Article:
- The cathedral’s oldest gravestone, thought to date from the 13th century. Its golden sandstone face depicts a carved ‘morning star’ symbol and a sword, possibly indicating a crusader or a Templar Knight. Initials P and C were added at a later date, according to the guide leaflet.
- The chapel also contains some of the oldest carvings, including dragons, a small hooded imp, and a squatting female Sheela-na-gig. At the top of a column there are two Green Men, ones with distinct foliage coming out of his mouth – a deeply mystical symbol and one emotionally linked to my personal past…
The majority of the present stained-glass windows were designed by the Glasgow artist Oscar Paterson. They depict a variety of saints and biblical figures, as well as characters from Orkney’s Norse past.
I have, therefore, many reasons to go back… something I look forward to very much.
Other parts of the Orkney series:
Stephen Tanham is a director of the Silent Eye School of Consciousness, a not-for-profit organisation that helps people find the reality and essence of their existence via home-based, practical courses which are low-cost and personally supervised.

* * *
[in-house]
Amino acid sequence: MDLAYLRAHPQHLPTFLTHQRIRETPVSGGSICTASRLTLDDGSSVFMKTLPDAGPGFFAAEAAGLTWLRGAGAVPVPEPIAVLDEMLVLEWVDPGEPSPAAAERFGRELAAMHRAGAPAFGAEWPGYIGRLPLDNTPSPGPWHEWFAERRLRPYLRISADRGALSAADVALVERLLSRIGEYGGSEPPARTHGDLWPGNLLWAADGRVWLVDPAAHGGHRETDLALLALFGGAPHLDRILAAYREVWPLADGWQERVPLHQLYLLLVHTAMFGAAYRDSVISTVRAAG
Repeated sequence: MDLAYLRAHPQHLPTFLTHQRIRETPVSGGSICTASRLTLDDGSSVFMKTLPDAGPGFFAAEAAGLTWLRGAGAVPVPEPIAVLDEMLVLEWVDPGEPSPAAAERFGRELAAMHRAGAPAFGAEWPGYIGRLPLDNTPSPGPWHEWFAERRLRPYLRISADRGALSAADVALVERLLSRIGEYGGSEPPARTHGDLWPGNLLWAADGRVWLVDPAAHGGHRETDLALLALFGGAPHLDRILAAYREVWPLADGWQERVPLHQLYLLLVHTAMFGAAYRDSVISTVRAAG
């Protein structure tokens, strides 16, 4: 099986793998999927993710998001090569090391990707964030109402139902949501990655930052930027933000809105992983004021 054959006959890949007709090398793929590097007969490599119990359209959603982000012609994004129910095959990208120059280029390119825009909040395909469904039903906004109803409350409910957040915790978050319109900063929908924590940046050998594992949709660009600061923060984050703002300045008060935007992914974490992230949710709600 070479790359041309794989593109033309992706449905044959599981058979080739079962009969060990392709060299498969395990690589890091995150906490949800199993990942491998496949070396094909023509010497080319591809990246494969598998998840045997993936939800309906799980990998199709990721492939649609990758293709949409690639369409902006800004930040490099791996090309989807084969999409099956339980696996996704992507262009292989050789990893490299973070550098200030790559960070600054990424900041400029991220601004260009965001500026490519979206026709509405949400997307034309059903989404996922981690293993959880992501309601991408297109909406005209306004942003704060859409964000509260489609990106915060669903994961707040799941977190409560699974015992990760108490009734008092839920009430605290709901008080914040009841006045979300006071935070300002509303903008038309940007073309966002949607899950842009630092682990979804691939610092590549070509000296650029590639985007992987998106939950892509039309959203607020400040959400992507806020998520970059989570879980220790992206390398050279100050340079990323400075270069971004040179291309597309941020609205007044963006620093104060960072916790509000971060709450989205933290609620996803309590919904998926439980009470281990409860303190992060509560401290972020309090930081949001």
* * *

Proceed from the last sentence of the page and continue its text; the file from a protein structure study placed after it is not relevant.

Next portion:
His personal blog, Sun in Gemini, is at stevetanham.wordpress.com.
You’ll find friends, poetry, literature and photography there…and some great guest posts on related topics.
Reblogged this on Sue Vincent's Daily Echo.
Pingback: An Orcadian Diary (4): The Light of the North — Sun in Gemini | tabletkitabesi
Thank you for the reblog tabletkitabesi.
It is a beautiful cathedral and I spent many an afternoon sat outside it, looking across at the Museum. The scent of the stones after rain is one I’ll never forget and have managed to work it into my Suleskerry books. It’s a shame you didn’t get to Egilsay to see St. Magnus tower, we used to play around it when on a visit to relatives there.
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We’ll put it in the do-list for next time, Adele.